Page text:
PARIS – Today is the day when we commemorate the D-Day in Normandy. Allied soldiers fought so hard on the beaches of Normandy to attain freedom that NAZI took from European countries such as France. June 6, 1944 is the D-Day of WWII.
“Allied armies land in France in the Havre-Cherbourg Area,” the banner headline on the new front page said. “Great Invasion is Under Way.”
The news gave a composite mazelike map of the landing area in northern France. However, it was announced in a very simple sentence: "The invasion of Europe from the west has begun."
The article detailed how “in the grey light of a summer dawn,” a great force under the command of Gen. Dwight D. Eisenhower and comprising troops from the United States, Britain and Canada had begun landing on the northwest shore of Europe.
The invasion report noted that Eisenhower’s first communiqué was purposely “terse” to avoid alerting the enemy. “Allied naval forces, supported by strong air forces, began landing Allied armies this morning,” the communiqué said, without saying exactly where. Only later, the paper reported, was it made clear that the landing beaches were in Normandy.
The news of the long-awaited invasion was reported in Britain as “war-weary Londoners” were Britons caught by surprised that no announcement was made of the attack in the BBC’s daily 7 a.m. news broadcast.
Raymond Daniell, who covered the story for The Times, from the Supreme Headquarters of the Allied Expeditionary Forces, normally reporters were summoned about the attack. Eventually, the German news agency DNB reported the attack. “To maintain the initiative in battle, it was necessary to surrender the initiative in the war of words,” Mr. Daniell wrote.
Despite the tight schedules of its deadline on special edition, The Times still managed to capture its drama of the battle, including German reports that Nazi’s shock troops had been dispatched to confront Allied airborne units as they landed behind the beaches. The first eyewitness, of the invasion, was provided by Wright Bryan of the National Broadcasting Company. Mr. Bryan, who was accompanied airborne troops, said the first arriving paratroopers were met with only light enemy fire as they landed in “dark and quiet” fields.
“In the navigator’s dome in the flight deck of a C-47, I rode across the English Channel with the first group of planes from the United States Ninth Air Force Troop Carrier Command to take our fighting men into Europe,” Mr. Bryan was quoted by the paper as saying. He said he had seen 17 American paratroopers jump with their weapons, ammunition and equipment into German-occupied France.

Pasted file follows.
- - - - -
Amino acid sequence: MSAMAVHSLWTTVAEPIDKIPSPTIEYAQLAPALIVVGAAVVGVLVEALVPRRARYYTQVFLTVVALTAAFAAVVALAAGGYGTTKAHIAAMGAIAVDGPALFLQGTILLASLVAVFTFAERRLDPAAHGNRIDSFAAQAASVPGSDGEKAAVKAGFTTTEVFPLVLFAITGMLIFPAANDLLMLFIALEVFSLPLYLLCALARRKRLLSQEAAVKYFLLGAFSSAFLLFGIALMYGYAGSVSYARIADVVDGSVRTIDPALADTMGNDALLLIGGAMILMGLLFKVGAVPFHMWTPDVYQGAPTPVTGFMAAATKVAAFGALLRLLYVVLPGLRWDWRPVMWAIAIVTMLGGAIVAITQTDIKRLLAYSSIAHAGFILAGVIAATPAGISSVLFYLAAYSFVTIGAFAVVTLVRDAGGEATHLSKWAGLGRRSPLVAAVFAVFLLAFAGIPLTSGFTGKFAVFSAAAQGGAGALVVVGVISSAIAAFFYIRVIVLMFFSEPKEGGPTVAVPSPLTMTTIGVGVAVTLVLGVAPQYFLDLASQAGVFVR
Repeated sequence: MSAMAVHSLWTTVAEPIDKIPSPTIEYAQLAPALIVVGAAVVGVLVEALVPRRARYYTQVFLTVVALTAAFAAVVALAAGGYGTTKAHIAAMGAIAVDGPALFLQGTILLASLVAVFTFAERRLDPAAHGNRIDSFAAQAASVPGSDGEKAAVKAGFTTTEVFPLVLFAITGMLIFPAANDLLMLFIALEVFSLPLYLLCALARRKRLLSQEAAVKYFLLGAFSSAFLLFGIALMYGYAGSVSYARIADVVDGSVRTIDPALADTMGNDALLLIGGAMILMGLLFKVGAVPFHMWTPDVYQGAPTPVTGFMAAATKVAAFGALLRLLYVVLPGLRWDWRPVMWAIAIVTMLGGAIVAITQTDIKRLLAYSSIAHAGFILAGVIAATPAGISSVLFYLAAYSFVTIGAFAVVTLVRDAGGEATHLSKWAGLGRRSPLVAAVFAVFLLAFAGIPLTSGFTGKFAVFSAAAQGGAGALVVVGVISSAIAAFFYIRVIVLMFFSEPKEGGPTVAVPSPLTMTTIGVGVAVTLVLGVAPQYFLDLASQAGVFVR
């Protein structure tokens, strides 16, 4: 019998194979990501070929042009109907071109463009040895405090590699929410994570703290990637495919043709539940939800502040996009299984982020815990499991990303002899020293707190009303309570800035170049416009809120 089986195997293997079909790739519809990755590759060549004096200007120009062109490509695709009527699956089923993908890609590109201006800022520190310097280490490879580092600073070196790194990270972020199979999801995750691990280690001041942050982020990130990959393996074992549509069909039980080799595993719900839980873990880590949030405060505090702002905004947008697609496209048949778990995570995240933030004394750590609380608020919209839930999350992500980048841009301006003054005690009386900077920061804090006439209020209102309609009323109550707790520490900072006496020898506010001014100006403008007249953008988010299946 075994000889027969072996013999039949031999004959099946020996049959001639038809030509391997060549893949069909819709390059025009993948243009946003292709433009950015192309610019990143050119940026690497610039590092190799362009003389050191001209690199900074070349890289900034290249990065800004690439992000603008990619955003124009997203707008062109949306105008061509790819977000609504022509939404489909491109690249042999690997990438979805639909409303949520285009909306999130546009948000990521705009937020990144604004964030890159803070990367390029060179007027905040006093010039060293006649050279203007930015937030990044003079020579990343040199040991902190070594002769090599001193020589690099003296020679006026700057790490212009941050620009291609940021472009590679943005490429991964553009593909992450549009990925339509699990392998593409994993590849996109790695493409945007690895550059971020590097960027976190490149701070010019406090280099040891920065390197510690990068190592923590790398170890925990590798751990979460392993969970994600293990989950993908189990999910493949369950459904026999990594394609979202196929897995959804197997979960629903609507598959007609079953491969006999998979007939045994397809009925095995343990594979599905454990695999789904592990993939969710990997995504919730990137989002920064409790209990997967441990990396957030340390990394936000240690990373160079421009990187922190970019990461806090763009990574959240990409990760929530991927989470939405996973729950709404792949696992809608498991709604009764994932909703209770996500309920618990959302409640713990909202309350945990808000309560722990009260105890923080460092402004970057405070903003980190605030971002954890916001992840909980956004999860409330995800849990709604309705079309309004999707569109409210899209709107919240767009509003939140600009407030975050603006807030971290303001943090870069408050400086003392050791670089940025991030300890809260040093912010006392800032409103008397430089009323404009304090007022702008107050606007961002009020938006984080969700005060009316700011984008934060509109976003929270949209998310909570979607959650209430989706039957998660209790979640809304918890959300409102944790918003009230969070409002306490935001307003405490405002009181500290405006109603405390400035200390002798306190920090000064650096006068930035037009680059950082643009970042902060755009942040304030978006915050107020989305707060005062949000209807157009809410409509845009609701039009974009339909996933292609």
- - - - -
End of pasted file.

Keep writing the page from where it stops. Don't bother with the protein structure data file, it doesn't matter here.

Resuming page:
He said he had been living with a squadron of airmen as they prepared to fly the transport planes that would carry paratroops for the invasion. Their mission was heralded on Monday evening, June 5, he said, with the shrill sound of a whistle blown by their commander, Maj. Kenneth D. Richardson of Salina, CA. After he summoned his pilots, co-pilots, and radio operators asked them, “Do you know your stuff?” and said, “I think this is it – Good luck,” according to Mr. Bryan’s story.
At briefing room, Mr. Bryan related, the major said to his men: “You want get back, don’t you? Then dammit, get in there and fight.”
The Times, citing a BBC broadcast, reported that Eisenhower’s objective was to bomb French towns first. In order to give civilians warning on the ground, they received dropped leaflets, an hour prior to bombing. People on the ground were advised to stay away from roads, railways and bridges, as the main targets.
The Times made their war report on its front page, by The Associated Press, relating that Rome had fallen to the Allies without major damage, after a 25-day assault. The article described, in agonizing detail, how Allied forces in the Italian capital, with the support of fighter-bombers, were destroying the battered and beleaguered German defenders. Italy no longer fighting on the German side when they signed an armistice with the Allies in September 1943.
The enemy was “tired, disorganized and bewildered,” the report said, as Allied aircraft raked the highways around the city to prevent German troops from escaping. Blazing vehicles blocked the roads and dead and wounded Germans littered the surrounding fields, the article said.
President Franklin D. Roosevelt hailed the capture of Rome, the first of the three major Axis capitals to be liberated, as a “great achievement” on the road toward victory in the war. “One up and two to go,” he was quoted.
The Times noted that the president’s speech, broadcast on the radio, was devoid of triumphalism as Mr. Roosevelt detailed the difficult challenge still ahead to defeat Germany and Japan. However, despite the challenge and difficulty with combined forces of the United States and its Allied went victorious.